Experience Trumps Youth in Battle for Nigerian Presidency

(Bloomberg) -- The election to lead Nigeria, Africa’s most populous and one of its most youthful nations, will come down to a battle between a pair of experienced septuagenarians: President Muhammadu Buhari and businessman-cum-politician Atiku Abubakar.

While former Vice President Abubakar, 71, easily saw off younger challengers including Sokoto state Governor Aminu Tambuwal and Senate President Bukola Saraki at the weekend People’s Democratic Party convention in the oil hub of Port Harcourt, the 75-year-old Buhari was nominated unopposed by his ruling All Progressives Congress. Both men have been fixtures of the political scene since Nigeria returned to democracy almost two decades ago.

Experience Trumps Youth in Battle for Nigerian Presidency

The campaign is likely to be a barefisted affair fought on the themes of Buhari’s alleged incompetence and accusations by the president’s camp that there is something corrupt about the way Abubakar has acquired his vast wealth. Abubakar will seek to win votes in Buhari’s northern base, while claiming parts of the south and center where the president is less popular. Both men are northern Muslims in a nation roughly equally divided between Christianity and Islam.

Economic Record

“Atiku will definitely capitalize on the economy as his main campaign talking point. Buhari’s record on the economy is seen as pretty poor,” said Cheta Nwanze, an analyst at Lagos-based business advisory firm SBM Intelligence. “Buhari will double down on his message against corruption, and his campaign will continue portraying Atiku as a corrupt individual.”

Both men must propose workable policies to give the more than 50 percent of the population under the age of 30 a fighting chance to participate in the economy. The West African nation’s education system has been gutted by corruption, a lack of investment that leaves children without books and desks and the flight of qualified instructors abroad and to private sector jobs.

“We’ve enumerated the challenges faced by the country over and over. What we need to do is to proffer solutions,” Abubakar said Sunday in his acceptance speech. “That is what will make us different from the clueless government of the APC.”

Abubakar pillories Buhari’s handling of the economy, which is having an anemic recovery from a recession two years ago, and calls for the privatization of the oil industry. He also favors greater regional autonomy, scrapping the system of multiple exchange rates and increasing spending on education.

Worsening Recession

Investors blame Buhari for worsening a recession that resulted from an oil-price drop two years before he took office and deterring investment by imposing capital controls. He also urged the central bank to refrain from weakening the currency, the naira, which it was eventually forced to do.

“Buhari did not cause the economic downturn -- the economic downturn was handed over to him, and partly because he was slow in response, the economy went into recession,” said Bismarck Rewane, chief executive officer of Lagos-based Financial Derivatives Co. “He misdiagnosed the problem initially and was slow at acting.”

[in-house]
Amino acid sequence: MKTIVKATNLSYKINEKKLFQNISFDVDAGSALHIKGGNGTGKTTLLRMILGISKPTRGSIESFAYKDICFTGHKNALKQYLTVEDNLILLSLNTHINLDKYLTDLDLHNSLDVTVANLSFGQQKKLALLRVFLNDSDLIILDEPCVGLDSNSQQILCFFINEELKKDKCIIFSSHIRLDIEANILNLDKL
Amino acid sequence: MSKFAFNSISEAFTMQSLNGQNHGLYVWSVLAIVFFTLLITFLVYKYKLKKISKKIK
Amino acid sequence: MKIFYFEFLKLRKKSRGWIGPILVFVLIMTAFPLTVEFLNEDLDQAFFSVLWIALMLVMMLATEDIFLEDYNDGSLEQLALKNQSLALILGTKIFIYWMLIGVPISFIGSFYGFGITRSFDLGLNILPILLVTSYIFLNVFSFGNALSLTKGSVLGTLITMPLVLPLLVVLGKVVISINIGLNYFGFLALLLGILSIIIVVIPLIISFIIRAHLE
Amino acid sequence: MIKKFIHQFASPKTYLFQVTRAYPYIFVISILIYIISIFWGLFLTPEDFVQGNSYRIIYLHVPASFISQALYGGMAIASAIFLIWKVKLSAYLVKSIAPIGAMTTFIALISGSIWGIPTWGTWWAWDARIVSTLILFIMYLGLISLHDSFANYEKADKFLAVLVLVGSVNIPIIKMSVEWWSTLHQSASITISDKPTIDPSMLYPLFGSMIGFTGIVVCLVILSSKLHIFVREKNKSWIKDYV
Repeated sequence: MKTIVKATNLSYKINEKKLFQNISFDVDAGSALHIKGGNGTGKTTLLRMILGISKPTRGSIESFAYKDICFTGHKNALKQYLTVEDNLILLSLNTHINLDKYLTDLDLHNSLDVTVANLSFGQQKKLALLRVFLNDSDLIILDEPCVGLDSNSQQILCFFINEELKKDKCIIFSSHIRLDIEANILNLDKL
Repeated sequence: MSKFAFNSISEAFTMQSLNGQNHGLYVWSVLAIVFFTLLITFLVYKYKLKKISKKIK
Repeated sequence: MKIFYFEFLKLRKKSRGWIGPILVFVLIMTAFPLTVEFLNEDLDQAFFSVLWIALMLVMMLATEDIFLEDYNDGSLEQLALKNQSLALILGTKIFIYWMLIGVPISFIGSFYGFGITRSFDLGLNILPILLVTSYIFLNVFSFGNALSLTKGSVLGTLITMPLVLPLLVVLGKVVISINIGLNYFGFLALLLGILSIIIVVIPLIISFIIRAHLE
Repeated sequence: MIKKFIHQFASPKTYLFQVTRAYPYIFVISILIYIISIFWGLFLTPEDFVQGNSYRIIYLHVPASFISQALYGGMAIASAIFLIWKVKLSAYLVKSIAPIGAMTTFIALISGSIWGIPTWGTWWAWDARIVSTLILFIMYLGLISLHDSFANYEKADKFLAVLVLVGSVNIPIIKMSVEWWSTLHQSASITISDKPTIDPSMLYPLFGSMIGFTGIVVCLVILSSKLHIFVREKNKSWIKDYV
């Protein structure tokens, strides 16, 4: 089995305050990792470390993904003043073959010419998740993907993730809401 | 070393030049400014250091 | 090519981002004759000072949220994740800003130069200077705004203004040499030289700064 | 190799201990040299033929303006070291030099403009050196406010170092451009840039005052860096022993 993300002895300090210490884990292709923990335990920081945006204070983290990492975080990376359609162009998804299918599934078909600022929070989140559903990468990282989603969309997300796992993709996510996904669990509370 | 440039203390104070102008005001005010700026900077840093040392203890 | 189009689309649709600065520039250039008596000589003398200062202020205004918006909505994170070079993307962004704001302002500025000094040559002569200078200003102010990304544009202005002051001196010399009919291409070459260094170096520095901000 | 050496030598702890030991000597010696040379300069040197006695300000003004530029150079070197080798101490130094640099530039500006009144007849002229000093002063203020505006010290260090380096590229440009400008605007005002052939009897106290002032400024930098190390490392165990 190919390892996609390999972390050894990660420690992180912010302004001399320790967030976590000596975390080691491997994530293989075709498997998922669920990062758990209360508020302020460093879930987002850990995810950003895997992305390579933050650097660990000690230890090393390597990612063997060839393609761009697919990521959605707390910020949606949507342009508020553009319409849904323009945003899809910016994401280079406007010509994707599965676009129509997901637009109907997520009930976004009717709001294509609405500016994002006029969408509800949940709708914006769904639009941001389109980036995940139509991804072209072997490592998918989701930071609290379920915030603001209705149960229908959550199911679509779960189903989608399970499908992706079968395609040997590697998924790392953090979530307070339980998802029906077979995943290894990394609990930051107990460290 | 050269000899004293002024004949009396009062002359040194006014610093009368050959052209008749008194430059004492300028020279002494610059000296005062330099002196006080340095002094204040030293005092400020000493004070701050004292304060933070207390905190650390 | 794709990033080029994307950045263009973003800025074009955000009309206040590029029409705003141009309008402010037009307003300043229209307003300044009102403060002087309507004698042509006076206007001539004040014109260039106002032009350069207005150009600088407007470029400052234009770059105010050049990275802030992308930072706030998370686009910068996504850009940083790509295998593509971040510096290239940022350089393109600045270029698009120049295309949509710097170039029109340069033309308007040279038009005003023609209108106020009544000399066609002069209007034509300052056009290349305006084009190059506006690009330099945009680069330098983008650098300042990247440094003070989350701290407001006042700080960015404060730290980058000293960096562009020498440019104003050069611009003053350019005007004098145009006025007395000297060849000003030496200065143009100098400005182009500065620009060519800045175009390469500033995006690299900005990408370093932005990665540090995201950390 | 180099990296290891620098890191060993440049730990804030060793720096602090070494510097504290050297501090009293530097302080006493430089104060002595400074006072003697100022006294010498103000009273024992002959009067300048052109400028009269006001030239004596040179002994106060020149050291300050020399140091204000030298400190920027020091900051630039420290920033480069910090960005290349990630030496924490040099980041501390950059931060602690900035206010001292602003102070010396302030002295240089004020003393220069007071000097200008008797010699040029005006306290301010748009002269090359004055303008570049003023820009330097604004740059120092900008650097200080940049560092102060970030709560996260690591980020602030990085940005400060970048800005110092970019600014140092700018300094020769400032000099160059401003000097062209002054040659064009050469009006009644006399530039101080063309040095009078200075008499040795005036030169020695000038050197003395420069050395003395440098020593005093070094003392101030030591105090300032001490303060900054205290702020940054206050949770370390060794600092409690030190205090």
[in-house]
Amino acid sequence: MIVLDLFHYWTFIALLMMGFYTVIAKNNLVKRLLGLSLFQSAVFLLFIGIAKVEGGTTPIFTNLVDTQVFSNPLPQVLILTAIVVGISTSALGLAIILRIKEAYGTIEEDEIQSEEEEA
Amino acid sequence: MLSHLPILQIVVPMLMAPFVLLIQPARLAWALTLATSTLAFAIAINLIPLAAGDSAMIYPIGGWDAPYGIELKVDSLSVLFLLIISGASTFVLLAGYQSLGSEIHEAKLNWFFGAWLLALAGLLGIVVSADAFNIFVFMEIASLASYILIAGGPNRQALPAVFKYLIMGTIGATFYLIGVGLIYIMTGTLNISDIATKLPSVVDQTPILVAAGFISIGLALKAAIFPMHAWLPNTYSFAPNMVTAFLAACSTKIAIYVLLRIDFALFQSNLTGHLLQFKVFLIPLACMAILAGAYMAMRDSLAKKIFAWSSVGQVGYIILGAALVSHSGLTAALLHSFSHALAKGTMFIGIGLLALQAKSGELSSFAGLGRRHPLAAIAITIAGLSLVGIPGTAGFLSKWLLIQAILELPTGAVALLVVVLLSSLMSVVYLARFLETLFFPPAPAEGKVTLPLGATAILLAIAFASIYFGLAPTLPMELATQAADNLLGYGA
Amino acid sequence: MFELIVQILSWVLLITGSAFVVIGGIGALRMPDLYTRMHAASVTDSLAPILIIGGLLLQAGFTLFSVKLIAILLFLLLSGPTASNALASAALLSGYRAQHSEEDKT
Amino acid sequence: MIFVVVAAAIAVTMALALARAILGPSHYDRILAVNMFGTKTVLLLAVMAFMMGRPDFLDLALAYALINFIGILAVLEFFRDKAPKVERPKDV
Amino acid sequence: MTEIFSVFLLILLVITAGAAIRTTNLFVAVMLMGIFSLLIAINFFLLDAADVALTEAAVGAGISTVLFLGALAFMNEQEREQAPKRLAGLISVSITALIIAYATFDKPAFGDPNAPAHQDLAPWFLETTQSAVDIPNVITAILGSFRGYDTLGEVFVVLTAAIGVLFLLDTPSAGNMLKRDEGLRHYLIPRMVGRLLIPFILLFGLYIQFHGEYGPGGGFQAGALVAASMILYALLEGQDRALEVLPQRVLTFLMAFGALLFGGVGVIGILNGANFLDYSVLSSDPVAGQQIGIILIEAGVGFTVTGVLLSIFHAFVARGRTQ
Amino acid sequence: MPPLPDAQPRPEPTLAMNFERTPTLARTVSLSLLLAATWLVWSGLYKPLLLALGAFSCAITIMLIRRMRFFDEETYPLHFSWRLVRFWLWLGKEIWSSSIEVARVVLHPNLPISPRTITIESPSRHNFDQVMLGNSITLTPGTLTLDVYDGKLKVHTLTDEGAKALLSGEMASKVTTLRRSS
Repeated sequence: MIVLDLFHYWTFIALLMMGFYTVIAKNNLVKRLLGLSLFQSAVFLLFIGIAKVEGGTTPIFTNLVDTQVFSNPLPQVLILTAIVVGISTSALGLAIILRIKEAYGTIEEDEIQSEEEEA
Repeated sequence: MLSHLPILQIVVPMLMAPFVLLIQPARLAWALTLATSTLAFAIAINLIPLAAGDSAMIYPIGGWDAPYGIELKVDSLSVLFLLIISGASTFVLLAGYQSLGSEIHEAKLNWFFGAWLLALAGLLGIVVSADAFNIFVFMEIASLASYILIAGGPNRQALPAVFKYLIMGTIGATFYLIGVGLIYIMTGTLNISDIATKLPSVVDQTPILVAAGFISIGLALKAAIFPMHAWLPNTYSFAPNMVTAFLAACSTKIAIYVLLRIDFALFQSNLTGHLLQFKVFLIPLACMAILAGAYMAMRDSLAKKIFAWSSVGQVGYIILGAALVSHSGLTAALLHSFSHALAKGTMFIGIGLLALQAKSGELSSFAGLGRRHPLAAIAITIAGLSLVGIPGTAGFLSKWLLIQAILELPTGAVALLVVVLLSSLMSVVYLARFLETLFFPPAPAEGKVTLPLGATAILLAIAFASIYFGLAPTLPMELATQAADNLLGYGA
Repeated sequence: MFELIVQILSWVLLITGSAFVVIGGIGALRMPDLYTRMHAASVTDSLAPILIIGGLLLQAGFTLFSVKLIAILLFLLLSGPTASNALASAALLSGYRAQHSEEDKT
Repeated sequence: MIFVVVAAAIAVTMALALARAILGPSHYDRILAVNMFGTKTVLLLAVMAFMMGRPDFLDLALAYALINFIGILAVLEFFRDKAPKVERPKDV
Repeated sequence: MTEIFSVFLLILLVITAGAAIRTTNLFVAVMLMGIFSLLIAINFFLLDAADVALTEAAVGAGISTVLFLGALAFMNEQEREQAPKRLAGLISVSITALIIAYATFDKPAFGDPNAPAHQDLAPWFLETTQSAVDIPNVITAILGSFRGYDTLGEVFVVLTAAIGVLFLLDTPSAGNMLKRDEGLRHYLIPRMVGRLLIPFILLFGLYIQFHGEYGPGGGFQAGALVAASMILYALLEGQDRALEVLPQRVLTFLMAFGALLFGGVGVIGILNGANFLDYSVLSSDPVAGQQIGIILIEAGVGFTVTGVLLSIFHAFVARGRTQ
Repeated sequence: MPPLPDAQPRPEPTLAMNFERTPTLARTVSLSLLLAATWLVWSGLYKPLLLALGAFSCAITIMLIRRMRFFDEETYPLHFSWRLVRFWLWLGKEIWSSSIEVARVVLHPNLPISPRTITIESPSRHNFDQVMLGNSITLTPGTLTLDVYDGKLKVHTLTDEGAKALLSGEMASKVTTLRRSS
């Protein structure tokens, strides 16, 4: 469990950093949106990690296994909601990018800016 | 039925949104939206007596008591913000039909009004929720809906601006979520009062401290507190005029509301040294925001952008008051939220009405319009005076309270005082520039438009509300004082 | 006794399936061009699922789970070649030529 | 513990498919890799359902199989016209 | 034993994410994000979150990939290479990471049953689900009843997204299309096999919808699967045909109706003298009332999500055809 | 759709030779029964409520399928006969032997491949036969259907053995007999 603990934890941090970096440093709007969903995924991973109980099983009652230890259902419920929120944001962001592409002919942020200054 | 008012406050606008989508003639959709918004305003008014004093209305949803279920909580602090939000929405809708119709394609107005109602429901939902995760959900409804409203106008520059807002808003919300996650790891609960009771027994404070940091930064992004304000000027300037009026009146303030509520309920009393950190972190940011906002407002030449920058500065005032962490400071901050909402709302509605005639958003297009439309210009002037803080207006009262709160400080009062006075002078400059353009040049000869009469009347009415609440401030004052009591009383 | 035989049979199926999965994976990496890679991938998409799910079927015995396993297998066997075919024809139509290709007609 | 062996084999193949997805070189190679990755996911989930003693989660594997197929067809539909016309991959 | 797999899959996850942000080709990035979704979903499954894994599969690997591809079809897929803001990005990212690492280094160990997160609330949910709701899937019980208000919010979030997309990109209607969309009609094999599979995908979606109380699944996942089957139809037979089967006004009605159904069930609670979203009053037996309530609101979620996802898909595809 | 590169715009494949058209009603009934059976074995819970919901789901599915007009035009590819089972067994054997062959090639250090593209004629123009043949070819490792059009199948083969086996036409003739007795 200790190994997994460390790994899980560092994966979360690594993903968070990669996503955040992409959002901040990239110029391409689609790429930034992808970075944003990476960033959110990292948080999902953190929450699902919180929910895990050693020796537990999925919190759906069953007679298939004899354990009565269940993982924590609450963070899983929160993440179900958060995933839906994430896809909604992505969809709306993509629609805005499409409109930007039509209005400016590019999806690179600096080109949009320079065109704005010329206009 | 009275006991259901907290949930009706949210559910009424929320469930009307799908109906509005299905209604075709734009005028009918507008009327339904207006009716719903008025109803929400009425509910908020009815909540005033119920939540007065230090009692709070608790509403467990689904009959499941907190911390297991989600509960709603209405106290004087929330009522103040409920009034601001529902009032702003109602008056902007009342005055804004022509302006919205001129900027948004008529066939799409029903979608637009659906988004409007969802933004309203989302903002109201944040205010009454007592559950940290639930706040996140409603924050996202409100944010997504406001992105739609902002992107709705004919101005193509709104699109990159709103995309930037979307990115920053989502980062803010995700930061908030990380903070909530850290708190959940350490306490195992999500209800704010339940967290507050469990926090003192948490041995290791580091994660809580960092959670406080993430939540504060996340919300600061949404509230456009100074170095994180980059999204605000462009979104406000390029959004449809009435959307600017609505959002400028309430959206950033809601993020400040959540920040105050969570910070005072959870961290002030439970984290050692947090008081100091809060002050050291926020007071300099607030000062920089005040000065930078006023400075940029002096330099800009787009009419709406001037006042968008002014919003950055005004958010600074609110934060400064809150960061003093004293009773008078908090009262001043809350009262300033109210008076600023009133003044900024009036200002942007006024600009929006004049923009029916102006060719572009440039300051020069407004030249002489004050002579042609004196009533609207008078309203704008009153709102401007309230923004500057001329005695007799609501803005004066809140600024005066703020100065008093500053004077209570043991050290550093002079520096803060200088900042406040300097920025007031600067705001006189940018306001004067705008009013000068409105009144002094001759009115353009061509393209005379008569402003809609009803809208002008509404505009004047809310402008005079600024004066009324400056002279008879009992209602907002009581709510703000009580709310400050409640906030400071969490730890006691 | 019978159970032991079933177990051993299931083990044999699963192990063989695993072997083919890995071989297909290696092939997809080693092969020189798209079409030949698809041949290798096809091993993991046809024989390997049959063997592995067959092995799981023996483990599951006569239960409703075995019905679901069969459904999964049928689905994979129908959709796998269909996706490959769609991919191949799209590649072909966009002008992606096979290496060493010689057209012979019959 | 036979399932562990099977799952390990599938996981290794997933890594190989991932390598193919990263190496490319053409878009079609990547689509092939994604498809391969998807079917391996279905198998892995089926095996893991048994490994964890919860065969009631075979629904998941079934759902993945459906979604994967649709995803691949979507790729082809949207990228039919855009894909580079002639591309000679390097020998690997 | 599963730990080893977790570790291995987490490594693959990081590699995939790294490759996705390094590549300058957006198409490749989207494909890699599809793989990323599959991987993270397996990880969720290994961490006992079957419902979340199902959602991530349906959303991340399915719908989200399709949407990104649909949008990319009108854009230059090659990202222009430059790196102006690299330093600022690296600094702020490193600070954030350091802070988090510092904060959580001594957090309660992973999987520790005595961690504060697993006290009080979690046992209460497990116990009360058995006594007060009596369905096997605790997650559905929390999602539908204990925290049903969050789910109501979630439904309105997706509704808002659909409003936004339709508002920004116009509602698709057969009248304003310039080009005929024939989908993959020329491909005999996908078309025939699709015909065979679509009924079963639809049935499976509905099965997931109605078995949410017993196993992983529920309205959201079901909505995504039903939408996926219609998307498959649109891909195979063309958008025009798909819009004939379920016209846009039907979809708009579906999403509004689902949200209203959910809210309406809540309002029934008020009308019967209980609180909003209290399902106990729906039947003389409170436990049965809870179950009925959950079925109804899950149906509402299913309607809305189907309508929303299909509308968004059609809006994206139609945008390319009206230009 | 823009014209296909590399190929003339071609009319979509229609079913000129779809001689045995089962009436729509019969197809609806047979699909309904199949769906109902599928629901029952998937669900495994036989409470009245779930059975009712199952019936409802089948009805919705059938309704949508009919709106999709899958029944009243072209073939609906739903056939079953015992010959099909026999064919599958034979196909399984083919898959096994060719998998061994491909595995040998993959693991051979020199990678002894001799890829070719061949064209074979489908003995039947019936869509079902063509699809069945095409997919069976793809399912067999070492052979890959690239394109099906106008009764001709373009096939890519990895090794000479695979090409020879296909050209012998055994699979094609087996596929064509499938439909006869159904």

Buhari, in turn, will push the corruption button. While his anti-graft campaign has drawn fire from critics for targeting mainly his political opponents, he’s pressed ahead with it, saying his administration has claimed illicit cash stashed abroad and invested it in infrastructure projects.

Experience Trumps Youth in Battle for Nigerian Presidency

Abubakar is considered one of the richest people on Nigeria’s political scene. A former top customs official, he later became a major shareholder in Intels Nigeria Ltd., an oil-service company. To carry the vote, he will have to convince the electorate that allegations of graft, which opponents have used to explain his fortune, are untrue. He’s denied any wrongdoing.

“A lot of people are rating him as the strongest against Buhari; I’m not so sure,” Amaka Anku, the head of Eurasia Group’s Africa Practice, said in an emailed response. “He represents the past, and has no real raison d’etre, and is the weakest on Buhari’s strongest suit: integrity.”

Buhari is vulnerable too. Early in his presidency, the security forces scored some gains against Islamist militants in the far northeast. But in recent months, a breakaway group, Islamic State West Africa, has stepped up its attacks in a conflict that’s claimed tens of thousands of lives and left more than 800,000 people cut off from aid in Borno state, according to the United Nations.

While Buhari in June signed the nation’s biggest-ever budget of 9.1 trillion naira ($25 billion) for this year, and increased investment in roads, rail, ports and power to boost the economy, it probably won’t have much impact before the Feb. 16 vote. Economic growth slowed for the second consecutive quarter as oil production fell.

“I think both Buhari and Atiku are experienced and have something to offer the country,” said Rewane. “The problem is how to convert that into action to effectively deal with the challenges at hand.’’

Saraki, the senate president and the country’s third highest ranking politician, threw his weight behind Abubakar after the PDP election and promised and that the party would remain united in its quest to unseat Buhari.

“Those who expect that the party will degenerate into crisis after the primaries have miscalculated,” he said in an emailed statement. “We will all work for the Atiku-PDP ticket.”

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